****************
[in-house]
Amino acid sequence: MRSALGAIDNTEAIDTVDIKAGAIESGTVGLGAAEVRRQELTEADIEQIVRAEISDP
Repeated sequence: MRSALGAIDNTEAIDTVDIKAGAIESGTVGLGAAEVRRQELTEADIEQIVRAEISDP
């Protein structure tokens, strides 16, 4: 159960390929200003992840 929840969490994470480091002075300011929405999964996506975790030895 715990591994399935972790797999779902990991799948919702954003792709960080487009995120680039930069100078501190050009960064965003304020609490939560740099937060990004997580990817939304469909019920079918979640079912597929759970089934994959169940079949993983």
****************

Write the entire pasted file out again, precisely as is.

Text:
[in-house]
Amino acid sequence: MRSALGAIDNTEAIDTVDIKAGAIESGTVGLGAAEVRRQELTEADIEQIVRAEISDP
Repeated sequence: MRSALGAIDNTEAIDTVDIKAGAIESGTVGLGAAEVRRQELTEADIEQIVRAEISDP
């Protein structure tokens, strides 16, 4: 159960390929200003992840 929840969490994470480091002075300011929405999964996506975790030895 715990591994399935972790797999779902990991799948919702954003792709960080487009995120680039930069100078501190050009960064965003304020609490939560740099937060990004997580990817939304469909019920079918979640079912597929759970089934994959169940079949993983």